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Tuesday, 12 September 2017
Page: 10134


Mr RAMSEY (GreyGovernment Whip) (16:10): I was extremely disappointed last week with the unilateral declaration of the South Australian government to cut speed limits on eight roads throughout regional South Australia—council roads in the main. Three of them are in my electorate. I can see very little reason for this, apart from the fact that the state government seems intent on starving these roads of funds for upgrading, and then because the roads become too dangerous, because they are too rough, they downgrade the speed rating. They use crash statistics to justify these speed reductions, but there was a very similar announcement back in 2011. I went back and checked some of the figures from before and after that period.

Figures are scant and difficult to come by. The South Australian government certainly do not supply them. I have found on the South Australia Police site figures that might shed some light on what happened in 2011. Those reductions happened in the Yorke and Mid-North area—on the Yorke Peninsula, within 100 kilometres of Adelaide, and some roads beyond into the Mid-North. There are five or six main regions in South Australia. Eyre Western haven't had any speed reductions until now. In fact, the crash data has gone down in Eyre Western. In the Limestone Coast, it's gone down. In the Adelaide Hills and Fleurieu, it's gone down. In the Far North, it's gone down. In the Murray and Mallee region, it's gone down. In fact, the only one that hasn't gone down is where they put the 100 kilometres speed restrictions in, and that's gone up. Yet they say this decision is based on crash statistics.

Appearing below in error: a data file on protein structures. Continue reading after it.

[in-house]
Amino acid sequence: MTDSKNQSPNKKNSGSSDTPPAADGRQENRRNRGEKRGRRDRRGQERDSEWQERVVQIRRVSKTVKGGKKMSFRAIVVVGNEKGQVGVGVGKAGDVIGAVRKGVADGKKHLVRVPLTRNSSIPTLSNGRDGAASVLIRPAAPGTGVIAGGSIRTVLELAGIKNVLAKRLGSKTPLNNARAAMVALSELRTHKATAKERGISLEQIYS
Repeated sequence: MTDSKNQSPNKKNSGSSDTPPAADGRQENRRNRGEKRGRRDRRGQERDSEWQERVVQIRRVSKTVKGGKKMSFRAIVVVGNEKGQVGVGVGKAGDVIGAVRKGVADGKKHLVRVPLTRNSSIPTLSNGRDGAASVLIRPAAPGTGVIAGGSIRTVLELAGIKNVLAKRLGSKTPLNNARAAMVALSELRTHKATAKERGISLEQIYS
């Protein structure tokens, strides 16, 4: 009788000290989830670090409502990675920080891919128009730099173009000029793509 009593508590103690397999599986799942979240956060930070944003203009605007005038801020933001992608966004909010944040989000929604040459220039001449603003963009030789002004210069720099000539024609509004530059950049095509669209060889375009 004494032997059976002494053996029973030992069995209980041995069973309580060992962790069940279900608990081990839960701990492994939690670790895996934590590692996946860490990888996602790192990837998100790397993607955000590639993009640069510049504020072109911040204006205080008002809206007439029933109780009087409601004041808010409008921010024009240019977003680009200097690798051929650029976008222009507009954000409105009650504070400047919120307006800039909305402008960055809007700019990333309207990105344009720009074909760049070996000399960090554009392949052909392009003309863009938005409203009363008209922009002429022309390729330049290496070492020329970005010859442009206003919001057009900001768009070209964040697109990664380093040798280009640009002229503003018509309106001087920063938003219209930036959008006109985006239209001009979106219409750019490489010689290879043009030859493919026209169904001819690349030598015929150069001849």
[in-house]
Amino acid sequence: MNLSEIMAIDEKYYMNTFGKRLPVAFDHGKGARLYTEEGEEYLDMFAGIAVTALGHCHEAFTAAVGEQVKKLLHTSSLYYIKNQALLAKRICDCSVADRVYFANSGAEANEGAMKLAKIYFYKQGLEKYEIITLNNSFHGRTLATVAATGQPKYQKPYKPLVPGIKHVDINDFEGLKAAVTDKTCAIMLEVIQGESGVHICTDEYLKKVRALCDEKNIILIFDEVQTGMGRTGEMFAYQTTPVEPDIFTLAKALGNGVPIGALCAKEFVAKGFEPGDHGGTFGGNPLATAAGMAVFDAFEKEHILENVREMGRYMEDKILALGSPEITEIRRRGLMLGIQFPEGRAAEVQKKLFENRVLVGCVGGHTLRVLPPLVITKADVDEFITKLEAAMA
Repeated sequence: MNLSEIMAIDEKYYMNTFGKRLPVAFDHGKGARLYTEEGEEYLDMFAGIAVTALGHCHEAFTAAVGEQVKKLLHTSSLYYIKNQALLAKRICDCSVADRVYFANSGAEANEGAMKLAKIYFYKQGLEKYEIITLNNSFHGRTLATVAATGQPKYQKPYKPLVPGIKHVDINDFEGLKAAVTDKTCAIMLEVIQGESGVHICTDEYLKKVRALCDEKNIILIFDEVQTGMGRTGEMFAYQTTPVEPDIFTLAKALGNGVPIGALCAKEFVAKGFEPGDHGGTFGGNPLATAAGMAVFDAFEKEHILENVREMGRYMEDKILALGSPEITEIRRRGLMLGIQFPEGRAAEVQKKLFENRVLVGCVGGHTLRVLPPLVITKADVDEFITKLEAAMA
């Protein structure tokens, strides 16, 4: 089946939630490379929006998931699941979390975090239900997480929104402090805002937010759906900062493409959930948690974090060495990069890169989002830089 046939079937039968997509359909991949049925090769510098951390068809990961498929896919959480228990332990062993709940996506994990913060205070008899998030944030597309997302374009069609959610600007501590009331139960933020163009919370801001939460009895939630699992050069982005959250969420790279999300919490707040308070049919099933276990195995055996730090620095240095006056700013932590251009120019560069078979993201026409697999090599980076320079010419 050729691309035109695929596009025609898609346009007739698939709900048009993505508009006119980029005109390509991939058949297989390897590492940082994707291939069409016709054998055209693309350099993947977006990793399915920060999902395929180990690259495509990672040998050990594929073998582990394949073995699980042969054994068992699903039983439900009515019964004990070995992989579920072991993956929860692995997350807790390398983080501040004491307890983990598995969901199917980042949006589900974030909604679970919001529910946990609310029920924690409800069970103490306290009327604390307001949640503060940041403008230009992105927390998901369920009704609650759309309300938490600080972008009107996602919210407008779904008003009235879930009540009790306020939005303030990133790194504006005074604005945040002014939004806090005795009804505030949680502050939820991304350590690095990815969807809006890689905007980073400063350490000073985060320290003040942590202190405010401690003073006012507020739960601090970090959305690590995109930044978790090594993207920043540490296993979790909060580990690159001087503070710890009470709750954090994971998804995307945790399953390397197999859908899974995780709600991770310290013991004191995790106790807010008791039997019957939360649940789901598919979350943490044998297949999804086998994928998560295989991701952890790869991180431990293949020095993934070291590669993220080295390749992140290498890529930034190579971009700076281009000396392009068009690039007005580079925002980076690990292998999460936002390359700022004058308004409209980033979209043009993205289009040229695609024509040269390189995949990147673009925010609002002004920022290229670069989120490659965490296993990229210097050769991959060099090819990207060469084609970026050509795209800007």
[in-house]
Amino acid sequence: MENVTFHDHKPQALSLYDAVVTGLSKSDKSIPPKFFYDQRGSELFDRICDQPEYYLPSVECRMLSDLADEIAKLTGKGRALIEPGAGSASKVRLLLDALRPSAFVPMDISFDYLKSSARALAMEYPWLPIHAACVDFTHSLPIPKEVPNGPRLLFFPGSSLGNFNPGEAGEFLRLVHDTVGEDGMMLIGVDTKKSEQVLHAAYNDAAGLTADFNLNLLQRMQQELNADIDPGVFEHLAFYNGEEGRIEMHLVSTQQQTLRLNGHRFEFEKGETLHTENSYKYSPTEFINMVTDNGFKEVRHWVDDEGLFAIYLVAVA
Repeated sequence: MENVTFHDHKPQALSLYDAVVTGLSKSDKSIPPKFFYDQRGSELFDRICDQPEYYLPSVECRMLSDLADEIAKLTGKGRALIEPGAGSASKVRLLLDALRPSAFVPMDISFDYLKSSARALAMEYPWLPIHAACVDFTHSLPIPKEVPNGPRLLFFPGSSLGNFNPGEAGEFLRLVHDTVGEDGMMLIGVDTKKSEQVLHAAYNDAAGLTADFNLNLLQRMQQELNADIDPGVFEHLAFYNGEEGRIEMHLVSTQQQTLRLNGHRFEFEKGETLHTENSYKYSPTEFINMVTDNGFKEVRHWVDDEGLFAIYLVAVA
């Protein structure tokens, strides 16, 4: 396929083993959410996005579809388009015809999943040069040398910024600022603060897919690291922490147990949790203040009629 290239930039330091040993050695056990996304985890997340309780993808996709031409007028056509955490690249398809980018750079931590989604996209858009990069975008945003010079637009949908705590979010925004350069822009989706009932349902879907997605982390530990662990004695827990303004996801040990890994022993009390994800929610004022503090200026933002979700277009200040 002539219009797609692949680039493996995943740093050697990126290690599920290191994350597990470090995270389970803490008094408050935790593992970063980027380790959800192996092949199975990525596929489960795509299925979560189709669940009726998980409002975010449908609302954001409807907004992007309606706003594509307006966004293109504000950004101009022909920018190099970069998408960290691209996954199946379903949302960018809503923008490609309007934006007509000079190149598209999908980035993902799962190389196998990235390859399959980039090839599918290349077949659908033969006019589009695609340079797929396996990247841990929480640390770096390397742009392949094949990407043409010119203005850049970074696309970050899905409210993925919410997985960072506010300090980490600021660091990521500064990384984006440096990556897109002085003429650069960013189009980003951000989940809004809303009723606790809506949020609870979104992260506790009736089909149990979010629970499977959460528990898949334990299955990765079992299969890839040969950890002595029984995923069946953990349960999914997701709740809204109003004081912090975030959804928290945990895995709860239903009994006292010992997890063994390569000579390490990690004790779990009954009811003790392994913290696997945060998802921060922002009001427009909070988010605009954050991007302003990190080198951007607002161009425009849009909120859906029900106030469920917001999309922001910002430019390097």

What I'm really appalled about is they seem to have done no consultation at all. I drive 80,000 or 90,000 kilometres a year on these roads and they didn't come and ask me for advice. Two members of the South Australian government live in regional South Australia. One, the member for Giles, lives in Whyalla. He normally flies to Adelaide, and if he drives he drives on a national highway, which still has a 110 kilometres speed limit. The other one, Minister Geoff Brock, lives in Port Pirie. Guess what? He's got a chauffeured car, a ministerial car, to take him to Adelaide so he's not going to be worried about the speed restrictions. The minister who makes these decisions, Peter Malinauskas in the Legislative Council, has a chauffeured car as well. They know nothing about getting around country and regional South Australia. They inflict their damage on the people who live there without actually asking them for advice. Come to us, get advice, and then you might get the right answer.